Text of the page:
One factor weighing heavily on homebuilders, the media that covers the housing market, and policy-makers is: why aren’t the Millennials buying homes? The short answer: we do not have any money. The longer answer: if we were to buy homes right now that would lead to a chain of events very similar to the risky lending that led to the Great Recession. Thankfully, enough tightening of lending has taken place that even the Millennials that have some money have a tough time securing financing.

Take your pick Millennials: you can either get ridiculed for renting or living with your parents or you can be blamed for the circa 2019-20 Great Recession. The good news is, our priorities are much more connected to the real economy than what Boomers in the private sector would prefer. The bad news is, we’ll be blamed for the circa 2019-20 Great Recession anyway.

**********

With all due respect to the venerable “Agreeing Loudly” flagship podcast team, who this past weekend discussed the places Millennials (and older generations) are buying and owning homes, but overall, Millennials, despite their demographic enormity, do not have the financials at hand to save the U.S. economy from an eventual housing market slow-down. For years, the U.S. has depended on the housing market, auto, and consumer spending to speed up recoveries after recessions. However, both the finances, massive student debt situation, and genuine preferences of Millennials, will make this considerably more difficult than in past years. Problems like wealth disparity, high cost of living, wage stagnation, and extremely high housing prices are even more acute in the large cities where Millennials are increasingly turning to for economic and career opportunities.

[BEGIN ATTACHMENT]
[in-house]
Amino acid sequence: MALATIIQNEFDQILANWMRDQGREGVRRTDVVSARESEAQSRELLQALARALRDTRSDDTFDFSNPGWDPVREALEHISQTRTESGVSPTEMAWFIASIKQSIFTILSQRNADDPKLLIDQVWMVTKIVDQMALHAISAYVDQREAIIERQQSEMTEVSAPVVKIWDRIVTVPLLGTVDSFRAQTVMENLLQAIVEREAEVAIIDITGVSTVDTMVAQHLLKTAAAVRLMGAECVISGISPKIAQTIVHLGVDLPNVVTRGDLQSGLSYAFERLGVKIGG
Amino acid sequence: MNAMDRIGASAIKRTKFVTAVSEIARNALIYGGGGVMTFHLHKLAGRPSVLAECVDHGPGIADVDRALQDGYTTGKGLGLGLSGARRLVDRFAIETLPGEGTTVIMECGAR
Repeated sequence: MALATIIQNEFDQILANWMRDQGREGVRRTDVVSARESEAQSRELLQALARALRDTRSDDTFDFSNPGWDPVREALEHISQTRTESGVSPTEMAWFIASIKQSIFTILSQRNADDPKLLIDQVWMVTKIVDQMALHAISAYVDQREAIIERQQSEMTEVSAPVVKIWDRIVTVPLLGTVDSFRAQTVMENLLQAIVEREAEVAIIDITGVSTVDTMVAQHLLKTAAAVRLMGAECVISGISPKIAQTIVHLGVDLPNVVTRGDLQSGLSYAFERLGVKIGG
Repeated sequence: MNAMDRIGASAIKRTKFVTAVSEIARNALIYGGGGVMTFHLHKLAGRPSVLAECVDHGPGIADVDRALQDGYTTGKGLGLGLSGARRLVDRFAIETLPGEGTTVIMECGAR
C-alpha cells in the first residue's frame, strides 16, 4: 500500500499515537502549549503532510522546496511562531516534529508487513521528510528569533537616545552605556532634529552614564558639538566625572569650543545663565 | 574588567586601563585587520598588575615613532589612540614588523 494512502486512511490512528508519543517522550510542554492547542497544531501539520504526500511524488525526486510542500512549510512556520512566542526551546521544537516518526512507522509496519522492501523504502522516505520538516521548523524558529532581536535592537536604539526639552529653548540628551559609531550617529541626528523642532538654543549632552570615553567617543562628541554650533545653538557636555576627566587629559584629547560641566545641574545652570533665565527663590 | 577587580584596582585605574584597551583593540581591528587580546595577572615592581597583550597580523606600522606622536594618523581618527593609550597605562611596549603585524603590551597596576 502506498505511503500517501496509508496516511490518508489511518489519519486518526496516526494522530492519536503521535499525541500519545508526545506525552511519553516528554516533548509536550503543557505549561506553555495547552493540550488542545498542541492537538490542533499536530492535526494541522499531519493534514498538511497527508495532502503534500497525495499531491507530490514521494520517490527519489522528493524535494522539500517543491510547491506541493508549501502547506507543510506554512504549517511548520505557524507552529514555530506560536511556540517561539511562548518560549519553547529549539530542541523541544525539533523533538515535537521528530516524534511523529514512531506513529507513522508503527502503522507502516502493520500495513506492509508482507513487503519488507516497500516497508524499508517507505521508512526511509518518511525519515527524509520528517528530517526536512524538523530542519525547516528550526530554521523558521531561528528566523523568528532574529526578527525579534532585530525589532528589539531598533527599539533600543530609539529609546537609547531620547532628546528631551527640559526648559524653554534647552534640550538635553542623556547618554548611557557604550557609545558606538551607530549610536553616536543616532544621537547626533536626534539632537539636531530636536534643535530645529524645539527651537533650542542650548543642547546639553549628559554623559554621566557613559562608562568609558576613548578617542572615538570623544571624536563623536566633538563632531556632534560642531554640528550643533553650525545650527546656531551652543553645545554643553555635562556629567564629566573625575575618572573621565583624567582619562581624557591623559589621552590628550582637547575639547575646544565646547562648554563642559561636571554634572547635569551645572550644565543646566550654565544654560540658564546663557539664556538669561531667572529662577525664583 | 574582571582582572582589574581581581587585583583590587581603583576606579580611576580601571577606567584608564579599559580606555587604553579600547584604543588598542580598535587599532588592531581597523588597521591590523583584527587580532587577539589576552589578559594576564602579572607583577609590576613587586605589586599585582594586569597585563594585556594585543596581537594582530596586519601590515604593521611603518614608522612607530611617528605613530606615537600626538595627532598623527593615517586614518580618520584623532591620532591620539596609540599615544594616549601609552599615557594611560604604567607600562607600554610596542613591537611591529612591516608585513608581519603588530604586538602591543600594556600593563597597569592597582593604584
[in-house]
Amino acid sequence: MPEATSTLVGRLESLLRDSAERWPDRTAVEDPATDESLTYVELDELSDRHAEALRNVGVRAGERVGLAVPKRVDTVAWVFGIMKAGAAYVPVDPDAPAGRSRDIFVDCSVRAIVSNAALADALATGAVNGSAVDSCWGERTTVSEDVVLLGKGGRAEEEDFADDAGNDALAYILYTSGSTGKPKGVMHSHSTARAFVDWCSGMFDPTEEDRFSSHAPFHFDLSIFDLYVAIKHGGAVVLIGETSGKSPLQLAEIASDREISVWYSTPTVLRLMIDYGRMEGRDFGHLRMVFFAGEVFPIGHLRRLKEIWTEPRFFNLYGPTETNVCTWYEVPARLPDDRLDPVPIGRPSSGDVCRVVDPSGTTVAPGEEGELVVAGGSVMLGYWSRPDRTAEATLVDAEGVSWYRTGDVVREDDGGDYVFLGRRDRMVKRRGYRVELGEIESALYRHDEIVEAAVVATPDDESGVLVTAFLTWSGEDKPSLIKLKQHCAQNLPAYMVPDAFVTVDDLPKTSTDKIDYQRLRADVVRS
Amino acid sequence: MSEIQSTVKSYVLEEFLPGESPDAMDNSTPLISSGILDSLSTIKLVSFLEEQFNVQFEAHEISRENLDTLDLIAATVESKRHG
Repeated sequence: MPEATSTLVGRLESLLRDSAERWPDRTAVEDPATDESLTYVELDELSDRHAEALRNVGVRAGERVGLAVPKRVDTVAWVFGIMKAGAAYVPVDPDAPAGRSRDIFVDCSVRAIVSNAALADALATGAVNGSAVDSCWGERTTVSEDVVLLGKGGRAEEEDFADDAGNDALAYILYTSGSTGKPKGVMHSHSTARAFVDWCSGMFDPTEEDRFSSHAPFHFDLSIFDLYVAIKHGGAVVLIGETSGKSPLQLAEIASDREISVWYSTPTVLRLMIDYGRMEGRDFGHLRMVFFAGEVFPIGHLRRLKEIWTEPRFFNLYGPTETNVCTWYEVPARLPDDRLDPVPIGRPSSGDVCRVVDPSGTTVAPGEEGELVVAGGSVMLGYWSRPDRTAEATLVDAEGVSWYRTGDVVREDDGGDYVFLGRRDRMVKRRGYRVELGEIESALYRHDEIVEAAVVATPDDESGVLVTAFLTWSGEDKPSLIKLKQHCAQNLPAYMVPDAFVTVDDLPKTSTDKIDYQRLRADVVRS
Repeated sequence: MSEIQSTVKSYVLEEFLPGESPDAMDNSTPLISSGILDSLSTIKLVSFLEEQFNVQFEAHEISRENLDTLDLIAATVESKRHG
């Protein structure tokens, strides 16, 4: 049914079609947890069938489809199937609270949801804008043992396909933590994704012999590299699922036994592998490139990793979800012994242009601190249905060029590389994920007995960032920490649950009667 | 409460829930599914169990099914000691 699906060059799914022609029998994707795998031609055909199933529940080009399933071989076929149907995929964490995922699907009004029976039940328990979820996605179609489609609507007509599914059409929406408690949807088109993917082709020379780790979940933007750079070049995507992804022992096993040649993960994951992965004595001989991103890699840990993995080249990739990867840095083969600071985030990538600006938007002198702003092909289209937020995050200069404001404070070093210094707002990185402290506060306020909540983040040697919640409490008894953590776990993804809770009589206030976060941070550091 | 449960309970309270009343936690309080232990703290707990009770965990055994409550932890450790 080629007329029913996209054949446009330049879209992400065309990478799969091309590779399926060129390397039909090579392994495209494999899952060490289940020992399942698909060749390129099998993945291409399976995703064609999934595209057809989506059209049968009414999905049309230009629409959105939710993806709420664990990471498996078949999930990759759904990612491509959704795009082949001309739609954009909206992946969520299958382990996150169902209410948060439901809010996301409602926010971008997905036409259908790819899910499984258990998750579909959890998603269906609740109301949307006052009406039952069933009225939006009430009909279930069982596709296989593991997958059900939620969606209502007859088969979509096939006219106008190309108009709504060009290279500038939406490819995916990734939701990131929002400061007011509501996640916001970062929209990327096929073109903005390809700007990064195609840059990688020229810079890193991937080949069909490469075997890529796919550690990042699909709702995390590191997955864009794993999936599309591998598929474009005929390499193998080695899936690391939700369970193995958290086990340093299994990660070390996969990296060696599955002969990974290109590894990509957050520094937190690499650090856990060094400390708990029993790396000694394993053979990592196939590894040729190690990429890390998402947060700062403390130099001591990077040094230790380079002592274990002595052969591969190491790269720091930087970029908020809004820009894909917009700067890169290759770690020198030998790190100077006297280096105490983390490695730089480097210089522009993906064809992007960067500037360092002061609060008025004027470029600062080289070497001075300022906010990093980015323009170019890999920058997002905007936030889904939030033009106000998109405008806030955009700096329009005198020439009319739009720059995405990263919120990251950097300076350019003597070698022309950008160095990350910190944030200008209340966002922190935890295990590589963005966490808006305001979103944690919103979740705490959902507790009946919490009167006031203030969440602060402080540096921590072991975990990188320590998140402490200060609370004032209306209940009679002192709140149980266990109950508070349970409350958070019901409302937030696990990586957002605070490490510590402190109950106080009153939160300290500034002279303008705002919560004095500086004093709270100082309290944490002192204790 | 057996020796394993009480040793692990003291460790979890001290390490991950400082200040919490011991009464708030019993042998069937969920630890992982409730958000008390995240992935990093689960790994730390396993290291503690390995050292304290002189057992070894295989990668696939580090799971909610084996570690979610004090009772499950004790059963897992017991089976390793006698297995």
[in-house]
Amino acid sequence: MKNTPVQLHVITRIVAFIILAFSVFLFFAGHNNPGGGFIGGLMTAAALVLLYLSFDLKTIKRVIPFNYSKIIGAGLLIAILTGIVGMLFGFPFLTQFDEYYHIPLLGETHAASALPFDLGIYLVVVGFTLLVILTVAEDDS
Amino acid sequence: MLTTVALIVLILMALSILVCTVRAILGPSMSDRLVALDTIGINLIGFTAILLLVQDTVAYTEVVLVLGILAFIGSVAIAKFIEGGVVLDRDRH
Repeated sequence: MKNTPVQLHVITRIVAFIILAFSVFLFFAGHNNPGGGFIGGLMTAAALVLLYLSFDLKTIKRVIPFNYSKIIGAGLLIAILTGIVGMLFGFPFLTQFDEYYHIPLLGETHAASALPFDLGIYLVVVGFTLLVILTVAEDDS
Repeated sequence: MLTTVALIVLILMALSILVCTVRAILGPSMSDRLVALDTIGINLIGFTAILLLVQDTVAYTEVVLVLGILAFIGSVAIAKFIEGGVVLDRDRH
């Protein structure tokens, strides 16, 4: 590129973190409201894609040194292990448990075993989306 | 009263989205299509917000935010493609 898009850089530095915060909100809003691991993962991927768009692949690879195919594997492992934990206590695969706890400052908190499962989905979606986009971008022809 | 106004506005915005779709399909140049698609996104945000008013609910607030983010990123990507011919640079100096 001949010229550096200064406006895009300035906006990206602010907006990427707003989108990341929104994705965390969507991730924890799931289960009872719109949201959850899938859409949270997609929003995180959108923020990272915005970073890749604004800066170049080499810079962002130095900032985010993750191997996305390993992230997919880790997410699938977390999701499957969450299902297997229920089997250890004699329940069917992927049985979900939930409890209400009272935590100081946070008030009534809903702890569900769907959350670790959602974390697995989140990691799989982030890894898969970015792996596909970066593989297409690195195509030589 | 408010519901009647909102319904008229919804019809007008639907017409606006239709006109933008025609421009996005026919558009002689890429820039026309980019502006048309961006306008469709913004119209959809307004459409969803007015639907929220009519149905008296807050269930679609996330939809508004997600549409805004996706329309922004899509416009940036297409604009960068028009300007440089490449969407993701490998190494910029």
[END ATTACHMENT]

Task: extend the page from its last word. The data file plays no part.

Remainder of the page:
In three or four years time, Millennials will still be in no position to buy homes en masse. While it may be in U.S. economic interests for us to start buying, and certainly in the best interest of Boomer owners and managers hoping for one more private sector sales cash-in before their retirement, it is in Millennials best interest to pay down their student debt to Sallie Mae (sounds familiar doesn’t it? see above), save some money, and continue to pursue their sacred American right of happiness. For many Millennials, happiness has been about prioritizing experiences like domestic and world travel, buying gourmet coffee and yoga pants, participating in the sharing economy in order to gather material for their screenplays, etc.

If Millennials end up having children at the same rate as their parents, the number of children they have will be less because we are off to too slow of a start already. Furthermore, the children our generation does have will not have as much spent on them as we had spent on us. Many of our own experiences inform us that it is better to pass on values than shower someone with money. Economically, it is highly likely that the Millennial generation becomes a “lost” one, but that does not mean we have to be that way politically, culturally, and socially. We still have time. We still have a huge opportunity to do a lot of good for our country and the world.

Boomers and the emerging Gen-X conservative leaders will no doubt blame Millennials for the next recession. But the events I’ve described are merely the business cycle and our inability to step in demographically due to built-in financial restraints caused by older generations and the public policies they pursued. Millennials following their self interest, rightfully so, will certainly play a big role in leading to an economic slow down, but that itself is not a Great Recession.

Follow the next part in this series when I’ll detail the forces and factors that will cause the next Great Recession.

The Greater Recession: Boomers and the 401k Cash-In

 

3 thoughts on “The Greater Recession: Millennials and Housing

  1. nike pas cher June 1, 2016 / 11:30 pm

    Historically, the west tended to look at an unmarried over 40 or 50 which included a slightly dim view. Some may have felt sorry to have a middle aged